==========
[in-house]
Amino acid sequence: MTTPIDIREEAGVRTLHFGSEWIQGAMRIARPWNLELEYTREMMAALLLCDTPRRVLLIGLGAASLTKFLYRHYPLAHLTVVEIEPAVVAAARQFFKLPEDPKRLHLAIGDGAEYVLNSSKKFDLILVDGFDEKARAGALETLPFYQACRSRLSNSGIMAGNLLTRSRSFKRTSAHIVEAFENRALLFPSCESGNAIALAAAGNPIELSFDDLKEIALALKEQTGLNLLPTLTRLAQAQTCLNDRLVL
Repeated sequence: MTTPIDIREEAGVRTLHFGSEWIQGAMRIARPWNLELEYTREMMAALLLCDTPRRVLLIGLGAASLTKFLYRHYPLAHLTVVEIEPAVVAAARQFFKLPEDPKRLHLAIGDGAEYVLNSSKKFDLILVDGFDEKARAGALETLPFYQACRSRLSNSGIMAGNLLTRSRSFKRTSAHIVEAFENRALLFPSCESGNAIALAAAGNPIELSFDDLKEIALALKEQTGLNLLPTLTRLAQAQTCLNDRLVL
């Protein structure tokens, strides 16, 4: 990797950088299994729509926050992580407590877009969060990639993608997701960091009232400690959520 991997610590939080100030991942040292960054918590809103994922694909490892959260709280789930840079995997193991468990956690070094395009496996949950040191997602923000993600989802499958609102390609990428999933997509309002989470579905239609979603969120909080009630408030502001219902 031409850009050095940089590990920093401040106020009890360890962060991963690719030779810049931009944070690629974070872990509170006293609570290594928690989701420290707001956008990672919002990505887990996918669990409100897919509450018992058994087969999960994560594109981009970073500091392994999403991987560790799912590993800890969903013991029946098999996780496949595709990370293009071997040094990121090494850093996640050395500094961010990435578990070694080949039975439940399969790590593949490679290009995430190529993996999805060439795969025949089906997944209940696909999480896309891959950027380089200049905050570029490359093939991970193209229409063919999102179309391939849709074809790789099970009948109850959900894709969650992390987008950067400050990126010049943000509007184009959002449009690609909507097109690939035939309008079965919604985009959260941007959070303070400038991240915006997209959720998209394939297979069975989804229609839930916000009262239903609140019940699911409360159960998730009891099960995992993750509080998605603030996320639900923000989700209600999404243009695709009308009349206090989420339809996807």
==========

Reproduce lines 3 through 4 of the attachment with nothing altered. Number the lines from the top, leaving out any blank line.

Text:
Repeated sequence: MTTPIDIREEAGVRTLHFGSEWIQGAMRIARPWNLELEYTREMMAALLLCDTPRRVLLIGLGAASLTKFLYRHYPLAHLTVVEIEPAVVAAARQFFKLPEDPKRLHLAIGDGAEYVLNSSKKFDLILVDGFDEKARAGALETLPFYQACRSRLSNSGIMAGNLLTRSRSFKRTSAHIVEAFENRALLFPSCESGNAIALAAAGNPIELSFDDLKEIALALKEQTGLNLLPTLTRLAQAQTCLNDRLVL
């Protein structure tokens, strides 16, 4: 990797950088299994729509926050992580407590877009969060990639993608997701960091009232400690959520 991997610590939080100030991942040292960054918590809103994922694909490892959260709280789930840079995997193991468990956690070094395009496996949950040191997602923000993600989802499958609102390609990428999933997509309002989470579905239609979603969120909080009630408030502001219902 031409850009050095940089590990920093401040106020009890360890962060991963690719030779810049931009944070690629974070872990509170006293609570290594928690989701420290707001956008990672919002990505887990996918669990409100897919509450018992058994087969999960994560594109981009970073500091392994999403991987560790799912590993800890969903013991029946098999996780496949595709990370293009071997040094990121090494850093996640050395500094961010990435578990070694080949039975439940399969790590593949490679290009995430190529993996999805060439795969025949089906997944209940696909999480896309891959950027380089200049905050570029490359093939991970193209229409063919999102179309391939849709074809790789099970009948109850959900894709969650992390987008950067400050990126010049943000509007184009959002449009690609909507097109690939035939309008079965919604985009959260941007959070303070400038991240915006997209959720998209394939297979069975989804229609839930916000009262239903609140019940699911409360159960998730009891099960995992993750509080998605603030996320639900923000989700209600999404243009695709009308009349206090989420339809996807």